HEALTH INSIGHTS

Vulvar Cancer: Chemotherapy

October 05, 2018

Vulvar Cancer: Chemotherapy

What is chemotherapy?

Chemotherapy (chemo) uses anticancer medicines to kill cancer cells. These medicines attack and kill cells that grow quickly. Some normal cells also grow quickly. Because of this, chemo can also harm those cells. This can cause side effects.

When might chemo be used for vulvar cancer?

Healthcare providers don’t often use chemo as the main treatment for vulvar cancer. But it may be used to treat vulvar cancer that has spread to other parts of the body. Or vulvar cancer that has come back after surgery. Some chemo medicines can help radiation therapy work better. Chemo and radiation may be used before surgery to help shrink a tumor and make it easier to remove. This may be called chemoradiation.

How is chemo given for vulvar cancer?

Chemo might be taken as a pill or given through an IV (intravenous) line into one of your veins. The medicines enter your bloodstream and reach all areas of your body. This is called systemic treatment.

You may also get chemo as an ointment or cream. You or your healthcare provider puts it on the affected skin of your vulva. This is a local treatment because it affects only the area treated. It may be used for precancer. In rare cases it is used for true cancer of the vulva.

Most women with vulvar cancer get chemo through an IV in an outpatient part of the hospital or at their healthcare provider’s office.

You’ll get chemo in cycles over a period of time. That means you get chemo for a set amount of time and then have a rest period. Each period of treatment and rest is one cycle. You may have several cycles. Having treatment in cycles helps by:

  • Killing more cancer cells. Not all of the cancer cells are all dividing at the same time, and chemo targets cells that are dividing. Spacing out the cycles allows the medicine to kill more cells.

  • Giving your body a rest. Treatment is hard on other cells in the body that divide quickly. This includes cells in the lining of the mouth and stomach. This causes side effects, such as mouth sores, swallowing problems, and nausea. Between cycles, your body can get a rest from the chemo and normal cells can heal.

  • Giving your mind a rest. Getting chemo can be stressful. Taking breaks between cycles lets you get an emotional break between treatments.

What common chemo medicines are used to treat vulvar cancer?

The most common chemo medicine used for vulvar cancer is cisplatin. Some of the other medicines that may be used include:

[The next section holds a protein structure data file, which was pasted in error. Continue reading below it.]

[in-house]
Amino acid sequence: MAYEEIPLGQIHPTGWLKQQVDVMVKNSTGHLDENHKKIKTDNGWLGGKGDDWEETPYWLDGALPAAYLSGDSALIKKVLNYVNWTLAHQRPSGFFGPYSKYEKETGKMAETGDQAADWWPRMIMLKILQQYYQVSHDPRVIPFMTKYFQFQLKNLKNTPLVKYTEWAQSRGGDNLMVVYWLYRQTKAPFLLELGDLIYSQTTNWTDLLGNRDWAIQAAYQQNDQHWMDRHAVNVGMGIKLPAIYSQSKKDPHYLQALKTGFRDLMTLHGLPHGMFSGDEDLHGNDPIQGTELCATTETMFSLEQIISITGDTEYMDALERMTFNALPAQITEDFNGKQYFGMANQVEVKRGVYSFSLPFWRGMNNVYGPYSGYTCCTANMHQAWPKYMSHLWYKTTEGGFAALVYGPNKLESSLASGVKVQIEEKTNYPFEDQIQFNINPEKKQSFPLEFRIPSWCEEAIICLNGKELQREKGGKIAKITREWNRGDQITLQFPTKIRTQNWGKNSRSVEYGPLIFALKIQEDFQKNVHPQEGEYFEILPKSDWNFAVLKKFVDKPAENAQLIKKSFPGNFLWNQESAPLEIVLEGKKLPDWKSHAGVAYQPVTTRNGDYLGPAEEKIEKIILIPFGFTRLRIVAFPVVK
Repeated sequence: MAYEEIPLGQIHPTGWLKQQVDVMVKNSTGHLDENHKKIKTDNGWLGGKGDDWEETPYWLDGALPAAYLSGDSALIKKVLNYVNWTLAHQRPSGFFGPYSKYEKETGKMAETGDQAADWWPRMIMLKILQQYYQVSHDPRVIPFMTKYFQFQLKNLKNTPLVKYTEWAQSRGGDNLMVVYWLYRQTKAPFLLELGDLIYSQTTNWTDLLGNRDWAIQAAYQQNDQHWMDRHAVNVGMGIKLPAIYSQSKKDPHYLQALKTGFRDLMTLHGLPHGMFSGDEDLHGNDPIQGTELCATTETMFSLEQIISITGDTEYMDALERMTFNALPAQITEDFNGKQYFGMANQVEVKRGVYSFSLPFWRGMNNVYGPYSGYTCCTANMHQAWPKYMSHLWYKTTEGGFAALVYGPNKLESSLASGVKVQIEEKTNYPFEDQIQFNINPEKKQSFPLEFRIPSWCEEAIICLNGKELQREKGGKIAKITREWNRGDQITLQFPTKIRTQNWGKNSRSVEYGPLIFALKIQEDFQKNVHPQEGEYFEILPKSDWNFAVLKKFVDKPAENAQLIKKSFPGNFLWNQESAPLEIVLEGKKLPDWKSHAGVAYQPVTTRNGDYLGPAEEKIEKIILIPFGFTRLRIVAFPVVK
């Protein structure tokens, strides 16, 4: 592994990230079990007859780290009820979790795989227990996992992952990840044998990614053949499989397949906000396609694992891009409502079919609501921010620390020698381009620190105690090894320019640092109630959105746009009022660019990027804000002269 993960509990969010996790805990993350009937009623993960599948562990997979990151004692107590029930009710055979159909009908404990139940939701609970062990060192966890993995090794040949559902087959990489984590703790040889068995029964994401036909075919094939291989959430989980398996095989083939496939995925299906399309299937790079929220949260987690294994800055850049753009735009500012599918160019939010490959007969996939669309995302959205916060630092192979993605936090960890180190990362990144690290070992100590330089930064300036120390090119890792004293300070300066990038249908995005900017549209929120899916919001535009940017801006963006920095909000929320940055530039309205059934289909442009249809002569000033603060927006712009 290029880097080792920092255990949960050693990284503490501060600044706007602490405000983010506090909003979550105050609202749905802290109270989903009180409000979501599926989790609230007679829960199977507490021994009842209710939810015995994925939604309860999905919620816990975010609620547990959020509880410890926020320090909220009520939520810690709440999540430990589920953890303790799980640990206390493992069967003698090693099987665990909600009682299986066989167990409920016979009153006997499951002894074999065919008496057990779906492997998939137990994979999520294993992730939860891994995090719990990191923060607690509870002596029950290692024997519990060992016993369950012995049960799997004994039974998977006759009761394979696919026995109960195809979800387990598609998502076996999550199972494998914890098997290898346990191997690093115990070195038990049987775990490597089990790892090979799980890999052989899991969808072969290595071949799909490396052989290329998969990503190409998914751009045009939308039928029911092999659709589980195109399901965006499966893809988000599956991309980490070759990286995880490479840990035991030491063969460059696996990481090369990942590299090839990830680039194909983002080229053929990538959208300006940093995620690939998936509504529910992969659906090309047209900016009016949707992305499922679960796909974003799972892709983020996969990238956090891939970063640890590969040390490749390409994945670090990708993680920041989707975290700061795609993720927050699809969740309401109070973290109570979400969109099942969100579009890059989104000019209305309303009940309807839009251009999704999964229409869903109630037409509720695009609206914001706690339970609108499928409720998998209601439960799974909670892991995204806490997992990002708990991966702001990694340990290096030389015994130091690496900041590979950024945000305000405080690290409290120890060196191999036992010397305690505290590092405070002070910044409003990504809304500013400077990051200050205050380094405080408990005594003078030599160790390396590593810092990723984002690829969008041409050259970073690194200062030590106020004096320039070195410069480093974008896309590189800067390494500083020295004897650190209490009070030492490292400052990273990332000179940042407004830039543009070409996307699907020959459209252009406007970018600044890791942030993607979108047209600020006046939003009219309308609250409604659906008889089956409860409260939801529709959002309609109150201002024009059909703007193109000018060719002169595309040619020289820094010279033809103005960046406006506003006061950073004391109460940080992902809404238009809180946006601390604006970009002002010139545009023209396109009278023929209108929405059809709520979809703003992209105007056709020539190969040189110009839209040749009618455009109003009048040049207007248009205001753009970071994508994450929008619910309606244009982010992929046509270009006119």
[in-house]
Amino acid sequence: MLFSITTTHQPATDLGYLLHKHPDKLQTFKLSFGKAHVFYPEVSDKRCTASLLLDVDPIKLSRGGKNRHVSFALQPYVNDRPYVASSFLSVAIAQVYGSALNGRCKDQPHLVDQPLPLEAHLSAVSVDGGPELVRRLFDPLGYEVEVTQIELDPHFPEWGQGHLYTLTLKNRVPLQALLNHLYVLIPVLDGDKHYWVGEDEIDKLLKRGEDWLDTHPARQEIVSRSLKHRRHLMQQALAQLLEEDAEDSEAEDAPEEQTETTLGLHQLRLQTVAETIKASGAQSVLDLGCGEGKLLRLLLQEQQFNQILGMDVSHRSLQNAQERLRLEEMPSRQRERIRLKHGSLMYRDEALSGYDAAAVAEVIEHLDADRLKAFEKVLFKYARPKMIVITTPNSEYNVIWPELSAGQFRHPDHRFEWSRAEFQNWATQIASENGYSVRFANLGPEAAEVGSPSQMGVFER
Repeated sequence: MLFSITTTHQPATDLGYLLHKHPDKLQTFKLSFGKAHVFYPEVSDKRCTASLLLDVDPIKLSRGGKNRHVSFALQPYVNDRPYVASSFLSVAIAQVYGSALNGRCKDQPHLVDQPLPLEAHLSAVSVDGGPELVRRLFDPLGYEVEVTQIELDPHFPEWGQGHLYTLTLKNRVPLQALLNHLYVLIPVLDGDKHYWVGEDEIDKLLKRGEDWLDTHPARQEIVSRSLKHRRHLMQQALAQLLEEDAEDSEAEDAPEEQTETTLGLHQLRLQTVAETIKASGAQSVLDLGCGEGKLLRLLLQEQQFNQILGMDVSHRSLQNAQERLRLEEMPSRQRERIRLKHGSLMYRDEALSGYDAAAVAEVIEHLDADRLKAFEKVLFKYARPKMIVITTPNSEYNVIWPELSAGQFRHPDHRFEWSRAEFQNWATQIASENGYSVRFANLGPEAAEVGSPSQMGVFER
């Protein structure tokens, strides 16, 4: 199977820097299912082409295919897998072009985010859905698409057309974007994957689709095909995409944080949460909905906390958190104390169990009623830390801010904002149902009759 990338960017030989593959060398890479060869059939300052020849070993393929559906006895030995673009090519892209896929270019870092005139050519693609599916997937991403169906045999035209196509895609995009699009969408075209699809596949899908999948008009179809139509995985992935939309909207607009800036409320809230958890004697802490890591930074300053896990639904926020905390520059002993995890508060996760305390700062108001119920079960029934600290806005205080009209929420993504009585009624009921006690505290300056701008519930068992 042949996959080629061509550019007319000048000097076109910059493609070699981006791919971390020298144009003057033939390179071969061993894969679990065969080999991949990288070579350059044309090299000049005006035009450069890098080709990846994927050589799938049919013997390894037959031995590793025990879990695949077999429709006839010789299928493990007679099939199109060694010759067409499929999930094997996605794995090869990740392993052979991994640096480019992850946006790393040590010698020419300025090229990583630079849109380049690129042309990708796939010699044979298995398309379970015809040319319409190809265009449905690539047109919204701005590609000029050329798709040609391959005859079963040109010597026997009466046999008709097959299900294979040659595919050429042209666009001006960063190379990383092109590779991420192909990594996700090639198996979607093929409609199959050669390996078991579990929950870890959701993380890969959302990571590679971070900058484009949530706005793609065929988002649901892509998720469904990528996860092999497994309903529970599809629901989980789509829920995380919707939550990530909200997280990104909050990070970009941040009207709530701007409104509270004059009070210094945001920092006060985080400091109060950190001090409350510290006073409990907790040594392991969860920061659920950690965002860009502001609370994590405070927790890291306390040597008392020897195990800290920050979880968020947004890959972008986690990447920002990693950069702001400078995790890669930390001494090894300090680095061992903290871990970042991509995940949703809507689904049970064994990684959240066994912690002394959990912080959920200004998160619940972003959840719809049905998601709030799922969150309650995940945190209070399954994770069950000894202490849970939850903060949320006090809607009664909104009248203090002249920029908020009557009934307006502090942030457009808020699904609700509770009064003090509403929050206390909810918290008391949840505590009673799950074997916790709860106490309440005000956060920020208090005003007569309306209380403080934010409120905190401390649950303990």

• Fluorouracil (5-FU)
  • Carboplatin
  • Vinorelbine
  • Paclitaxel

What are common side effects of chemo?

Because chemo also damages some normal cells, you may have side effects during and for some time after treatment. These depend on the type and dose of chemo you take, as well as the length of treatment. If you get chemo as an ointment on your skin, you may have some skin irritation. These are other short-term side effects after systemic chemo. Ask your healthcare provider which are most likely to happen to you:

  • Changes in appetite

  • Easy bleeding or bruising

  • Kidney damage

  • Tingling or numbness in the fingers or toes (neuropathy)

  • Hair loss

  • Infections

  • Menstrual cycle changes, early menopause, or infertility

  • Mouth sores

  • Nausea and vomiting

  • Extreme tiredness (fatigue)

  • Diarrhea

  • Constipation

Most of these side effects will get better between treatments and go away over time after treatment ends. Talk with your healthcare provider about ways to manage any side effects you have. There may be things you can do and medicines you can take to help prevent or control side effects.

Checking your health during chemo

You’ll get regular blood tests while you're getting chemo. This is to make sure you aren't having harmful reactions. Ask which problems, if any, mean you should call your healthcare provider right away. For instance, your healthcare provider may tell you to call them if you have any of these symptoms:

  • Fever

  • Sore throat

  • Shaking or chills

  • Redness, swelling, or warmth at the site of an injury or IV catheter

  • New cough or shortness of breath

  • Nasal congestion

  • Burning during urination

Working with your healthcare provider

It's important to know which chemo medicines you're taking. Write your medicines down, and ask your healthcare team how they work and what side effects they might have.

Talk with your healthcare providers about what signs to look for and when to call them. Make sure you know what number to call with questions. Is there a different number for evenings and weekends?

It may be helpful to keep a diary of your side effects. Write down physical, thinking, and emotional changes. A written list will make it easier for you to remember your questions when you go to your appointments. It will also make it easier for you to work with your healthcare team to make a plan to manage your side effects.

Updated:  

October 05, 2018

Reviewed By:  

Howard Goodman MD,Kim Stump-Sutliff RN MSN AOCNS,Lu Cunningham